Improving your career prospects vs. sticking with what you know

Every year, I say, “This is it. I am done adopting new technology. It’s too expensive and how can I truly become an expert if I am constantly abandoning last year’s technology and adopting something new?”

The luddite way seems simple – stick with what you know. Then the newest gadget or website convinces me I will be more efficient or somehow my life will be better. And I make the move. This year, it was a new Blackberry and visual voice mail by AT&T. Finally – someone improved upon the answering machine. The countless iterations of voice mail over the years have always required checking messages. Calling in, knowing the right codes to play, skip, replay, fast forward, delete, etc. It’s different on all systems. Now the messages appear on my Blackberry like an e-mail. I can simple select the message and make choices from a simple menu. This was indeed a change for the better.

No, I have not yet jumped all the way in and gone to something like Google voice, where my voice mails would be transcribed. But who knows? I have come a long way. Twenty years ago, I attended a junior college that taught classes about how to operate a printing press. It was fascinating to me but, thank goodness, I was more interested in the Macintosh SE30 that was set up in the corner. Running a printing press seemed like a simple and safe career. All of our knowledge and information was printed in books and a large amount of marketing was conveyed through print. We all know how that ended, as the Web and computers replace much of what was done on printing presses.

Being an early adopter is now less about using the newest gadget and more about forging a new future. That college that suggested I become a pressmen right after high school, Metropolitan Community College in Omaha, recently announced that IBM would be collaborating with them to create a green data-center management degree.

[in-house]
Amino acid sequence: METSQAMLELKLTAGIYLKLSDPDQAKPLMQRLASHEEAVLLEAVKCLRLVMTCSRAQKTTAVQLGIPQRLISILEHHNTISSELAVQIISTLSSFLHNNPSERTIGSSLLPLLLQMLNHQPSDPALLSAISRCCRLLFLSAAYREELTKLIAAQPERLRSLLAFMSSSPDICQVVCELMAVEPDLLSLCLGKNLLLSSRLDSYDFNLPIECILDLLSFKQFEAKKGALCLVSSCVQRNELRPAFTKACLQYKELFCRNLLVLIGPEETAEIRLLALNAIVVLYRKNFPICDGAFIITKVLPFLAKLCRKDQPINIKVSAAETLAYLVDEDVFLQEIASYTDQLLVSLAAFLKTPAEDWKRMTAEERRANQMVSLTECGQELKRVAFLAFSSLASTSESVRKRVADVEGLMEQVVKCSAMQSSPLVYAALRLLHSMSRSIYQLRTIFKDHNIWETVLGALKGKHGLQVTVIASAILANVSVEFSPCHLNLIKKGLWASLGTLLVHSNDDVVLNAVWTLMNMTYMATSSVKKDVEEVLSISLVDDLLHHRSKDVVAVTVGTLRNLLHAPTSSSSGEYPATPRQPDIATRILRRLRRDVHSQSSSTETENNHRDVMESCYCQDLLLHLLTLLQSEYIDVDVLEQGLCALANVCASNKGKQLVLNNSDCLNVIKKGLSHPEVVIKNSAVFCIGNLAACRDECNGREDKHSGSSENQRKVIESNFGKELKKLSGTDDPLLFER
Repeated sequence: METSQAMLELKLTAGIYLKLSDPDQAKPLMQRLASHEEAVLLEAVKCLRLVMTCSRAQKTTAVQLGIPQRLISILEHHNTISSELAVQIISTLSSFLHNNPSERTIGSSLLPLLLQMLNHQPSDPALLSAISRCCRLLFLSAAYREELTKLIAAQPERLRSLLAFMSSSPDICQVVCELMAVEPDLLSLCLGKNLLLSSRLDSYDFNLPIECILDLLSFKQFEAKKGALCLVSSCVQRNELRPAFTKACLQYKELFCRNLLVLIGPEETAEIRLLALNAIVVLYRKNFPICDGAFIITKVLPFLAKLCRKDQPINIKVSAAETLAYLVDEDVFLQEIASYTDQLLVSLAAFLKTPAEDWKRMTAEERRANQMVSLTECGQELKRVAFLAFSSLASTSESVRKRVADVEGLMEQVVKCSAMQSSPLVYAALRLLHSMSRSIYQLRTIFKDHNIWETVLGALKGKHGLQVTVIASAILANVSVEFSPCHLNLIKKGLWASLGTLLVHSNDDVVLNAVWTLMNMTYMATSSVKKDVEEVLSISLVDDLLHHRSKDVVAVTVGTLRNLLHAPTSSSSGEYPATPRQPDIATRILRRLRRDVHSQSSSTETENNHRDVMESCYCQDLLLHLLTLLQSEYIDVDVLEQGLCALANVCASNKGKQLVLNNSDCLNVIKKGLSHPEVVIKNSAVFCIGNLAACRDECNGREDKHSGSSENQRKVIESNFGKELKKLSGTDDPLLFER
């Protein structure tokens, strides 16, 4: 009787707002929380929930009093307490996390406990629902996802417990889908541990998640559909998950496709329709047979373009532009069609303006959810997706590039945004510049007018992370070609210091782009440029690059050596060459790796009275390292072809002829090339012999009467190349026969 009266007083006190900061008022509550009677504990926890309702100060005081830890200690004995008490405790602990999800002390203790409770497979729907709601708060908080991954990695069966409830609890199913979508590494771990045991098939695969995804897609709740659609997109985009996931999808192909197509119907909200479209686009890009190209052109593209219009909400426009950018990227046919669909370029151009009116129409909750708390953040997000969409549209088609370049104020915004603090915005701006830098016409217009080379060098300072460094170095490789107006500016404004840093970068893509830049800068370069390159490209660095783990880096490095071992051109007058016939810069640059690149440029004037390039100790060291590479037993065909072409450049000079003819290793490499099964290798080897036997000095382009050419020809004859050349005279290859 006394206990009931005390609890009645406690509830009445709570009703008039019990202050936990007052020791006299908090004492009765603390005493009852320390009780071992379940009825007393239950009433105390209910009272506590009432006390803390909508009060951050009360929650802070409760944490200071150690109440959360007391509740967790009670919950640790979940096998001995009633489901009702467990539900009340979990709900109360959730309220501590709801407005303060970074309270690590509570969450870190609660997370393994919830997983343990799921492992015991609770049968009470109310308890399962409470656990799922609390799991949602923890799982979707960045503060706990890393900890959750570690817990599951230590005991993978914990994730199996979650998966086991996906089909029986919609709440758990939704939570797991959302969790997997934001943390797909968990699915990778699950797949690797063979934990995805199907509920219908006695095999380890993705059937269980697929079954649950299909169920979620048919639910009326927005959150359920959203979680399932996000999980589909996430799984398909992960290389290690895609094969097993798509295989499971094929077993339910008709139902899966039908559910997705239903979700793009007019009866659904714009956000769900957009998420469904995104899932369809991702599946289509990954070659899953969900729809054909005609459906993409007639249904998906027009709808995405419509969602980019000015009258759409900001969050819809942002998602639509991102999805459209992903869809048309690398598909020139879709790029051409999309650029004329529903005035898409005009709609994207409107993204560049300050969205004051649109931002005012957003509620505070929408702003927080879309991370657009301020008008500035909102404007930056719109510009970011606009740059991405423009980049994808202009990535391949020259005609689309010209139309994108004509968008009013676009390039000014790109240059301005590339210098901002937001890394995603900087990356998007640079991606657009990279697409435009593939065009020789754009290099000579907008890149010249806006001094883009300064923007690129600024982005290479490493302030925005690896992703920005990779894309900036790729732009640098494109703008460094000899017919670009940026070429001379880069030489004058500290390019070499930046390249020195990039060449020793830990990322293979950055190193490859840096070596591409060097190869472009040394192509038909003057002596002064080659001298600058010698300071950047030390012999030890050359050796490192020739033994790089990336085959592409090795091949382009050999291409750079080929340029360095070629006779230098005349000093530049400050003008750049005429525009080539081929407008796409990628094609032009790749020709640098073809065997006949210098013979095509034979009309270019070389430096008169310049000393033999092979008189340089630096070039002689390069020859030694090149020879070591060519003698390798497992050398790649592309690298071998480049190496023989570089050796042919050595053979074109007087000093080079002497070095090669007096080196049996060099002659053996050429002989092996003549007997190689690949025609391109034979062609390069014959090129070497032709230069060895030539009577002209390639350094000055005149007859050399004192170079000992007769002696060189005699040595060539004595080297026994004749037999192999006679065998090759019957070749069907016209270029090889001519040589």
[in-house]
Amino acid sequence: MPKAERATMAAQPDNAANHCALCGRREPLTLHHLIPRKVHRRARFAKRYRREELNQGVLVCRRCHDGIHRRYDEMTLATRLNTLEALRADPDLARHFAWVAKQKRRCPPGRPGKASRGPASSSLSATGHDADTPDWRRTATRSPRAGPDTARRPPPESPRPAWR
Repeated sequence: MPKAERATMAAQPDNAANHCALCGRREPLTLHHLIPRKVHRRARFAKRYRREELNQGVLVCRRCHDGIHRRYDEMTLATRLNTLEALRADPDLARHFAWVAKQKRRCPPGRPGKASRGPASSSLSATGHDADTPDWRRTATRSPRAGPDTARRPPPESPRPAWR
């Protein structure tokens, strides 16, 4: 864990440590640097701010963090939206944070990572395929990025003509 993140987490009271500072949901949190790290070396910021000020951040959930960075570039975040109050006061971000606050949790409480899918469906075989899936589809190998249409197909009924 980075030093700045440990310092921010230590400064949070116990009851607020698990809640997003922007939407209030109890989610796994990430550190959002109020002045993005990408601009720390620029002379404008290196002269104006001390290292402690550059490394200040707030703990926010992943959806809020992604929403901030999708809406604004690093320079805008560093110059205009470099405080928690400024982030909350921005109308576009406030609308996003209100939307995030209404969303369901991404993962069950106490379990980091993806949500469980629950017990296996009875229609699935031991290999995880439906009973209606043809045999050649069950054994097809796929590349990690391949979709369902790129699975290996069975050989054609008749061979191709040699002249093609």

New technology represents new opportunity. When you see opportunity, grab it. My fascination with the early generation Macintosh allowed me to be on the cutting edge of the printing industry for many years. I’m not sure what the new Blackberry will do for me 20 years from now, but I know it is worth the investment to continue to learn new ways of doing what I have done for years.

In fact, in my own business this year I had to do exactly that. I have been teaching Communicate to Win in a live workshop environment for years. The popularity of the class was far ahead of my bandwidth. So, this year the workshop went online so anyone can access the class. Seizing opportunity is not usually simple or safe, but it is required unless you want to go the way of the printing press.

After completing the Communicate to Win workshop, you will have the most compelling argument and the best ideas. With this complete package, you will gain the tools necessary to guarantee that you have the best ideas and that you can present them confidently so you will WIN. Read what participants say.


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photo by Katrina Snaps. Used by permission.

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